Honestly though, any disappointment with Miasimia Goria only sinks in after you’ve finished Planet of the Rani, because while you’re listening to it, the pace is relentless – it’s a hundred minutes that really feels like fifty at the most, because the pacing and the story-threading is efficient, not to say relentless. The temptation to make the more charming Rani into a slightly sad disappointed mother-figure raises its head, but thankfully – so, so thankfully – Platt strangles that idea, if not at birth then certainly before the end of Planet of the Rani. 

Overall, Planet of the Rani works and delivers to expectations, allowing us a glimpse of the Rani’s pet world, and showing us what being a pet world of the Rani’s turns you into. Constance gets a chance to stretch herself as a citizen of the universe, giving as good as she gets with the Rani, befriending the leader who’s taken the Rani’s place while she’s been absent, and generally doing the traditional companion thing of interposing her own values between people and harm. The Sixth Doctor probably has stronger, deeper stories, but Colin Baker brings a vigour and a breathless, running-about-the-place energy to proceedings that helps pump up the pace. Siobhan Redmond really does begin to carve herself a niche as the Second Rani here, different from the O’Mara version in lots of ways, but still driven by the adamantine core of scientific determination that is key to the character. 

If you felt a little deflated after The Rani Elite, wondering when the real Rani would show up, you’ll enjoy Planet of the Rani a lot more as Redmond flexes her characterization muscles. If you loved The Rani Elite, you’ll love Planet even more, for the same reasons. If you want a headline or an encapsulation of the whole, that’s easy: Happy days are here again – the Rani’s back, with a whole new interesting personality.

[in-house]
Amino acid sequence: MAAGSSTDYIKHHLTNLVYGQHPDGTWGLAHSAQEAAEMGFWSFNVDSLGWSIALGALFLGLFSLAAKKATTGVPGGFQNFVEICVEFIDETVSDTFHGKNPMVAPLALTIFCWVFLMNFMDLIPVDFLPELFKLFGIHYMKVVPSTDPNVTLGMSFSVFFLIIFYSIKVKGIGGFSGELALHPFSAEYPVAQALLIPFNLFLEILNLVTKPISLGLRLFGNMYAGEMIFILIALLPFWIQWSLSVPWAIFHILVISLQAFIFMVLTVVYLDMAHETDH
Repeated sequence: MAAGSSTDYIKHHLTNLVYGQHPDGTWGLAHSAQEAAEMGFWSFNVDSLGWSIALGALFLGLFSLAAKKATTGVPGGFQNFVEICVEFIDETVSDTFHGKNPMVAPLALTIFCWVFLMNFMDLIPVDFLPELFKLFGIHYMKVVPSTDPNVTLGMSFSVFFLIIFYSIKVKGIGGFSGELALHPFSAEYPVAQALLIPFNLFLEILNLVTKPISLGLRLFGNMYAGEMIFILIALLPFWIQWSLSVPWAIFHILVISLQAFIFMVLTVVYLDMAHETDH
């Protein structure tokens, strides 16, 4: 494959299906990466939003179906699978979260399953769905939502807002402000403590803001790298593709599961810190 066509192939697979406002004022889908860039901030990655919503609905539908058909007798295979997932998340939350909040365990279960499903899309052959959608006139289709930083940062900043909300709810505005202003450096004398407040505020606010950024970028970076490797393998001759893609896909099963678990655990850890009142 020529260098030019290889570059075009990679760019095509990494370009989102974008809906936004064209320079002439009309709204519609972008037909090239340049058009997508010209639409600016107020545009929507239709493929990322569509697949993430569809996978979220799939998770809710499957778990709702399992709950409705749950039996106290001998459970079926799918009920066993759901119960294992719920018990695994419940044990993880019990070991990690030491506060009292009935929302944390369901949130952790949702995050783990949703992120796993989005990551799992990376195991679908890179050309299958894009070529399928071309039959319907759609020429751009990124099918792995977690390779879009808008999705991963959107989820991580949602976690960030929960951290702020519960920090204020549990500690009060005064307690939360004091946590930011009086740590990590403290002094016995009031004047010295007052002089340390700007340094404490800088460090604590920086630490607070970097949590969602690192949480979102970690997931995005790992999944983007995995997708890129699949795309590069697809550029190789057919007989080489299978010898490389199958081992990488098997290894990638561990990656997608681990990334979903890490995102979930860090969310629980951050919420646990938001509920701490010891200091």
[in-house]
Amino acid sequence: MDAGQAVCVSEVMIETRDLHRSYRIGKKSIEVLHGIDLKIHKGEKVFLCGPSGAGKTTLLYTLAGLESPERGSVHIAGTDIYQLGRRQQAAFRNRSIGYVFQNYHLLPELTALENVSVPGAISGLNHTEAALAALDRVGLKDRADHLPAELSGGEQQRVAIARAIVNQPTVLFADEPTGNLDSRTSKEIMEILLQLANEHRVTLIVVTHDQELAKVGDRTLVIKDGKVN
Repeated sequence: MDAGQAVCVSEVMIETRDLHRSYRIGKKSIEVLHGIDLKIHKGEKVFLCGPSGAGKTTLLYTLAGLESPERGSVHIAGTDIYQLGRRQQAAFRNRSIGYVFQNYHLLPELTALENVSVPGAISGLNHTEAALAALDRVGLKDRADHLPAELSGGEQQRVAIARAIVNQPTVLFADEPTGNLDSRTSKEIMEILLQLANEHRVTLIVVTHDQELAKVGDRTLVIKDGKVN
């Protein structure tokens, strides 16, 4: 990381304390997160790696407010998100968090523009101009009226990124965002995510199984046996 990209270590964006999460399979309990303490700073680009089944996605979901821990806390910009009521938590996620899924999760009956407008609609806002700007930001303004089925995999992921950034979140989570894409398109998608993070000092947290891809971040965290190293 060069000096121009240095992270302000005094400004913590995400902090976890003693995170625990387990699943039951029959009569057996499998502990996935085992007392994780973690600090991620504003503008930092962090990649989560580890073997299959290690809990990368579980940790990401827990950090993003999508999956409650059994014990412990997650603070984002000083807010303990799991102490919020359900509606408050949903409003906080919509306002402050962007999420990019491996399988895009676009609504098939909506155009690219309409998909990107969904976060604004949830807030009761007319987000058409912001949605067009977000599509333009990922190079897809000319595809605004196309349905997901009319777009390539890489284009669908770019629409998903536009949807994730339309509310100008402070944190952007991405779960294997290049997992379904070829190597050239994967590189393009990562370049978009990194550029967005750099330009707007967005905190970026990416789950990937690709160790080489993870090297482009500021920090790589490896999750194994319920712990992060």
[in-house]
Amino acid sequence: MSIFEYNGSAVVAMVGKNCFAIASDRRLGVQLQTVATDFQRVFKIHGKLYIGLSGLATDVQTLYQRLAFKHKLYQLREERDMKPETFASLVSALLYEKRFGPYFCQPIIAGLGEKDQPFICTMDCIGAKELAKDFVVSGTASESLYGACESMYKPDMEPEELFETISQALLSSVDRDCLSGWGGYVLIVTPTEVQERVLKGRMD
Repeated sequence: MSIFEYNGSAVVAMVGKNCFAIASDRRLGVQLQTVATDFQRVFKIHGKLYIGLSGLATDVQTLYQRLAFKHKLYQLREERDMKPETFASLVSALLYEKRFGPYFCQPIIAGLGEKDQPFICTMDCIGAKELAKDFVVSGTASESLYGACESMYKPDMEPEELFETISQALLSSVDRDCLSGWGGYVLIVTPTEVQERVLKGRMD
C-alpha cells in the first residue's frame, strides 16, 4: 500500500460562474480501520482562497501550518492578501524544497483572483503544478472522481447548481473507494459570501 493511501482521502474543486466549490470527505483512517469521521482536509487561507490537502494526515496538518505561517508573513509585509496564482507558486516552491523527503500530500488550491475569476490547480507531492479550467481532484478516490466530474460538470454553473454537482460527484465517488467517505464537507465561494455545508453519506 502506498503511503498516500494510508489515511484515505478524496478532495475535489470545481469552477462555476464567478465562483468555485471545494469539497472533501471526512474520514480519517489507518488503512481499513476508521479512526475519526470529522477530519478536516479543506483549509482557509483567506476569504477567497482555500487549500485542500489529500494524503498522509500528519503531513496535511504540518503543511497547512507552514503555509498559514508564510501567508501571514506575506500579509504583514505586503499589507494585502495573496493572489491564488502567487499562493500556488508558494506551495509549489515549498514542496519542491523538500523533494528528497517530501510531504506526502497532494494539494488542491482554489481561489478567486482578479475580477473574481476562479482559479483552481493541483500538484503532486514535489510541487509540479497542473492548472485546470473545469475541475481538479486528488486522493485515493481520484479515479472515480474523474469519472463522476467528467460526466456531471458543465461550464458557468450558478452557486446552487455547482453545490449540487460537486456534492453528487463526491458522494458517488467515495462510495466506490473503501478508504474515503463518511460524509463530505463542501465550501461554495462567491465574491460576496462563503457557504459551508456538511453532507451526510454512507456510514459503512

Big Finish Reviews+ The Entropy Plague by Tony J Fyler


It’s later than you think, says Tony. 

‘It is a far, far better thing I do than I have ever done. 

It is a far, far better rest I go to, than I have ever known.’ 

Sydney Carton, Dickens’ hero in A Tale of Two Cities, is often held up as a paragon of self-sacrifice for a greater cause, but god, he must have been a pain in the bum at parties. The Entropy Plague is, in a way, like being trapped for two hours in a party with a whole boatload of Cartons. It’s also phenomenally difficult to review without giving away a massive CVE of a spoiler for a fact which runs through the whole story. 

Let’s say this. The Entropy Plague is about exactly what it sounds like it’s about: entropy, the central force that distinguishes E-Space stories from most N-Space stories, both affecting everything in its normal, if here accelerated, fashion, and also transferred as a plague in a game of ‘Fall-Apart Touch’. The main monsters aren’t really monsters, any more than the Mummy in Mummy On The Orient Express was, and indeed, they bear a striking audio resemblance to that dangly-bandaged unfortunate, inasmuch as you really don’t want to let ‘The Sandmen’ touch you. Think plague-infected zombies and you’re most of the way there. So far, so not that original, to be fair.